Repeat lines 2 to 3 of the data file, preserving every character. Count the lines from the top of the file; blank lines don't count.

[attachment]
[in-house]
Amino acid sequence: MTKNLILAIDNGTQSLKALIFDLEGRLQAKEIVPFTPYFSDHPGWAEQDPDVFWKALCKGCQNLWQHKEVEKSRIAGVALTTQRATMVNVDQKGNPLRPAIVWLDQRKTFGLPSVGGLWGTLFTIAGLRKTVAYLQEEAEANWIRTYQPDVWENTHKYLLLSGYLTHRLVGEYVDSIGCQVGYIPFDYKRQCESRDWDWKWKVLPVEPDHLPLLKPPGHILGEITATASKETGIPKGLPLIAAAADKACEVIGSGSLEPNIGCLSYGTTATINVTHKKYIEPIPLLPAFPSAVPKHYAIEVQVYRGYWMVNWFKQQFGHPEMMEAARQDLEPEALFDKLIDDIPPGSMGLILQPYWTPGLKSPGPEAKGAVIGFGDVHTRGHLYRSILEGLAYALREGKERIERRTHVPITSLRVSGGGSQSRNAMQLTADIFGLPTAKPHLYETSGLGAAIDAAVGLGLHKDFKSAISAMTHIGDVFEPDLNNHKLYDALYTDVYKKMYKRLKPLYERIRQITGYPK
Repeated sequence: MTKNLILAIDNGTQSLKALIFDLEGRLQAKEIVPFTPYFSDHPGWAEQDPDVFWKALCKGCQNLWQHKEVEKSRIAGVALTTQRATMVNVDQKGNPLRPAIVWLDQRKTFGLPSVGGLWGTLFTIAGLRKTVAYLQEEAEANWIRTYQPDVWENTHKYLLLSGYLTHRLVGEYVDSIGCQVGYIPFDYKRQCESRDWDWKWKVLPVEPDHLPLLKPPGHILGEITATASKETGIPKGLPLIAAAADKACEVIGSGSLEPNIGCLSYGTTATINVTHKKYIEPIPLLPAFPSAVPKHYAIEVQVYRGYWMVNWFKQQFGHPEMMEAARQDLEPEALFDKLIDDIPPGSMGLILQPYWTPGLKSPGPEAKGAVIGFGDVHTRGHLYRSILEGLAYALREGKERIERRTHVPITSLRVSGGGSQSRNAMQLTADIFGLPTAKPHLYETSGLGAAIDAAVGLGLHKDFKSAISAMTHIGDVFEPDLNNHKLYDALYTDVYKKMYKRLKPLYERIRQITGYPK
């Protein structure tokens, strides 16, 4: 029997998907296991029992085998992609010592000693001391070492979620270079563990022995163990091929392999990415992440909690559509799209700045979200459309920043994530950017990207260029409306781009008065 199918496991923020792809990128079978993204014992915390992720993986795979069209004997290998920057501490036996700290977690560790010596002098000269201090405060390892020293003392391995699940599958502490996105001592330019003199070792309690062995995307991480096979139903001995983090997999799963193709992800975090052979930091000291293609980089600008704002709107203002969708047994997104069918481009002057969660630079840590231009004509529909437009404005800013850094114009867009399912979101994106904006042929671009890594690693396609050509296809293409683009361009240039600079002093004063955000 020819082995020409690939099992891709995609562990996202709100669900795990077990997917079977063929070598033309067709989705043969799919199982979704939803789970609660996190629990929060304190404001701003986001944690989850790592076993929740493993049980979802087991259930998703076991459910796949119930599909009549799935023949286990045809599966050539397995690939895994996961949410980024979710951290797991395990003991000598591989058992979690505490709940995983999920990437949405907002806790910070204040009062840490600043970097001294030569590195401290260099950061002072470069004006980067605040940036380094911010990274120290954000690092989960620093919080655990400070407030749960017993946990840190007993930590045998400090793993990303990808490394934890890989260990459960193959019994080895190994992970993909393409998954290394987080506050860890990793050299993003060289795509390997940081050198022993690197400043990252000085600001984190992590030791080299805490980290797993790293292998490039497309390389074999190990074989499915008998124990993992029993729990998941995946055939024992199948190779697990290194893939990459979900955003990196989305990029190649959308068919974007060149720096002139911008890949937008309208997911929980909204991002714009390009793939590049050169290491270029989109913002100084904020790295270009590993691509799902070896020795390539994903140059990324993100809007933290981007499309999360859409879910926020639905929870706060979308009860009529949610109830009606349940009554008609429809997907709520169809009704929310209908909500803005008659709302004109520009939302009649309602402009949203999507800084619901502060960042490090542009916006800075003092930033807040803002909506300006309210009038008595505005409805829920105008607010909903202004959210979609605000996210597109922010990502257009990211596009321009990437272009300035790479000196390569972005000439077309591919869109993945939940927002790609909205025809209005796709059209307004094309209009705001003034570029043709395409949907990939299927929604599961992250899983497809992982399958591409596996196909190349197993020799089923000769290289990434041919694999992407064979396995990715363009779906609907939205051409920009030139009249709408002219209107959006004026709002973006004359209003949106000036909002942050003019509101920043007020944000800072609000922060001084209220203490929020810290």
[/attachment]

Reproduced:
Amino acid sequence: MTKNLILAIDNGTQSLKALIFDLEGRLQAKEIVPFTPYFSDHPGWAEQDPDVFWKALCKGCQNLWQHKEVEKSRIAGVALTTQRATMVNVDQKGNPLRPAIVWLDQRKTFGLPSVGGLWGTLFTIAGLRKTVAYLQEEAEANWIRTYQPDVWENTHKYLLLSGYLTHRLVGEYVDSIGCQVGYIPFDYKRQCESRDWDWKWKVLPVEPDHLPLLKPPGHILGEITATASKETGIPKGLPLIAAAADKACEVIGSGSLEPNIGCLSYGTTATINVTHKKYIEPIPLLPAFPSAVPKHYAIEVQVYRGYWMVNWFKQQFGHPEMMEAARQDLEPEALFDKLIDDIPPGSMGLILQPYWTPGLKSPGPEAKGAVIGFGDVHTRGHLYRSILEGLAYALREGKERIERRTHVPITSLRVSGGGSQSRNAMQLTADIFGLPTAKPHLYETSGLGAAIDAAVGLGLHKDFKSAISAMTHIGDVFEPDLNNHKLYDALYTDVYKKMYKRLKPLYERIRQITGYPK
Repeated sequence: MTKNLILAIDNGTQSLKALIFDLEGRLQAKEIVPFTPYFSDHPGWAEQDPDVFWKALCKGCQNLWQHKEVEKSRIAGVALTTQRATMVNVDQKGNPLRPAIVWLDQRKTFGLPSVGGLWGTLFTIAGLRKTVAYLQEEAEANWIRTYQPDVWENTHKYLLLSGYLTHRLVGEYVDSIGCQVGYIPFDYKRQCESRDWDWKWKVLPVEPDHLPLLKPPGHILGEITATASKETGIPKGLPLIAAAADKACEVIGSGSLEPNIGCLSYGTTATINVTHKKYIEPIPLLPAFPSAVPKHYAIEVQVYRGYWMVNWFKQQFGHPEMMEAARQDLEPEALFDKLIDDIPPGSMGLILQPYWTPGLKSPGPEAKGAVIGFGDVHTRGHLYRSILEGLAYALREGKERIERRTHVPITSLRVSGGGSQSRNAMQLTADIFGLPTAKPHLYETSGLGAAIDAAVGLGLHKDFKSAISAMTHIGDVFEPDLNNHKLYDALYTDVYKKMYKRLKPLYERIRQITGYPK